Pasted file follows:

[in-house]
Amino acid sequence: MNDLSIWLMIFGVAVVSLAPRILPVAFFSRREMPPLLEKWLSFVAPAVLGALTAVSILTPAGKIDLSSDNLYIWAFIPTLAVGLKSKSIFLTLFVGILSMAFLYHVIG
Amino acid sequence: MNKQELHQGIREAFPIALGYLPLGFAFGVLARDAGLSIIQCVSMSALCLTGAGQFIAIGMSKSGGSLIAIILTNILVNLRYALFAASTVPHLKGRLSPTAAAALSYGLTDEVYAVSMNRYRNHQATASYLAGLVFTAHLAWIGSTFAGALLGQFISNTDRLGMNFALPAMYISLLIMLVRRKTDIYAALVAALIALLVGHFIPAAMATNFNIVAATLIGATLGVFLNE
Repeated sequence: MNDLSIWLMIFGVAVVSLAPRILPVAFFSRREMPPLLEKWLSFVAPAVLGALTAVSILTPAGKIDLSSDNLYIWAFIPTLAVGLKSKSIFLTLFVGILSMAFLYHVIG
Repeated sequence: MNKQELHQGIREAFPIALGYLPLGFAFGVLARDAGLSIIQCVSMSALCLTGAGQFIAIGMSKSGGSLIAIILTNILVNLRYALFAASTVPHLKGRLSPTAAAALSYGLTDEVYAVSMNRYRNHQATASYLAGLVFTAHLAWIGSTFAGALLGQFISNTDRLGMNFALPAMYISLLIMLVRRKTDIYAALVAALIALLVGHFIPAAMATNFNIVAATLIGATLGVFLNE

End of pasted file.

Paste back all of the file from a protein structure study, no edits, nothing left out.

[in-house]
Amino acid sequence: MNDLSIWLMIFGVAVVSLAPRILPVAFFSRREMPPLLEKWLSFVAPAVLGALTAVSILTPAGKIDLSSDNLYIWAFIPTLAVGLKSKSIFLTLFVGILSMAFLYHVIG
Amino acid sequence: MNKQELHQGIREAFPIALGYLPLGFAFGVLARDAGLSIIQCVSMSALCLTGAGQFIAIGMSKSGGSLIAIILTNILVNLRYALFAASTVPHLKGRLSPTAAAALSYGLTDEVYAVSMNRYRNHQATASYLAGLVFTAHLAWIGSTFAGALLGQFISNTDRLGMNFALPAMYISLLIMLVRRKTDIYAALVAALIALLVGHFIPAAMATNFNIVAATLIGATLGVFLNE
Repeated sequence: MNDLSIWLMIFGVAVVSLAPRILPVAFFSRREMPPLLEKWLSFVAPAVLGALTAVSILTPAGKIDLSSDNLYIWAFIPTLAVGLKSKSIFLTLFVGILSMAFLYHVIG
Repeated sequence: MNKQELHQGIREAFPIALGYLPLGFAFGVLARDAGLSIIQCVSMSALCLTGAGQFIAIGMSKSGGSLIAIILTNILVNLRYALFAASTVPHLKGRLSPTAAAALSYGLTDEVYAVSMNRYRNHQATASYLAGLVFTAHLAWIGSTFAGALLGQFISNTDRLGMNFALPAMYISLLIMLVRRKTDIYAALVAALIALLVGHFIPAAMATNFNIVAATLIGATLGVFLNE